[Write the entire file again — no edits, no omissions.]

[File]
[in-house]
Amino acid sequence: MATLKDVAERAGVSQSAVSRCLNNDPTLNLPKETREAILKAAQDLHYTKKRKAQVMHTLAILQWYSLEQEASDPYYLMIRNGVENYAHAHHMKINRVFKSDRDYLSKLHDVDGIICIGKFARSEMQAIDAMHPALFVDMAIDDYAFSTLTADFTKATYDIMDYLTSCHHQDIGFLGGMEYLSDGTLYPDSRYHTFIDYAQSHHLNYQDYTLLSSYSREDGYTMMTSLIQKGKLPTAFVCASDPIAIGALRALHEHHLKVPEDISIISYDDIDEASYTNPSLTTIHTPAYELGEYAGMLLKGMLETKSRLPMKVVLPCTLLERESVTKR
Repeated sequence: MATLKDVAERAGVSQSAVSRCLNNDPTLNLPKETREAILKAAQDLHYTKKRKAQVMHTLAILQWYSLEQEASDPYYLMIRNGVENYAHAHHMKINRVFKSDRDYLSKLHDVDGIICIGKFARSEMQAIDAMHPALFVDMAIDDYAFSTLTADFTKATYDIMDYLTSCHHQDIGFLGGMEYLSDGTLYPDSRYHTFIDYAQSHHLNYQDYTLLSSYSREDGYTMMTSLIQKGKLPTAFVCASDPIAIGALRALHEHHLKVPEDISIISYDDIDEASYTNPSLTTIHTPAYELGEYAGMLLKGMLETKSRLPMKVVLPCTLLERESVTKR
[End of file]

[in-house]
Amino acid sequence: MATLKDVAERAGVSQSAVSRCLNNDPTLNLPKETREAILKAAQDLHYTKKRKAQVMHTLAILQWYSLEQEASDPYYLMIRNGVENYAHAHHMKINRVFKSDRDYLSKLHDVDGIICIGKFARSEMQAIDAMHPALFVDMAIDDYAFSTLTADFTKATYDIMDYLTSCHHQDIGFLGGMEYLSDGTLYPDSRYHTFIDYAQSHHLNYQDYTLLSSYSREDGYTMMTSLIQKGKLPTAFVCASDPIAIGALRALHEHHLKVPEDISIISYDDIDEASYTNPSLTTIHTPAYELGEYAGMLLKGMLETKSRLPMKVVLPCTLLERESVTKR
Repeated sequence: MATLKDVAERAGVSQSAVSRCLNNDPTLNLPKETREAILKAAQDLHYTKKRKAQVMHTLAILQWYSLEQEASDPYYLMIRNGVENYAHAHHMKINRVFKSDRDYLSKLHDVDGIICIGKFARSEMQAIDAMHPALFVDMAIDDYAFSTLTADFTKATYDIMDYLTSCHHQDIGFLGGMEYLSDGTLYPDSRYHTFIDYAQSHHLNYQDYTLLSSYSREDGYTMMTSLIQKGKLPTAFVCASDPIAIGALRALHEHHLKVPEDISIISYDDIDEASYTNPSLTTIHTPAYELGEYAGMLLKGMLETKSRLPMKVVLPCTLLERESVTKR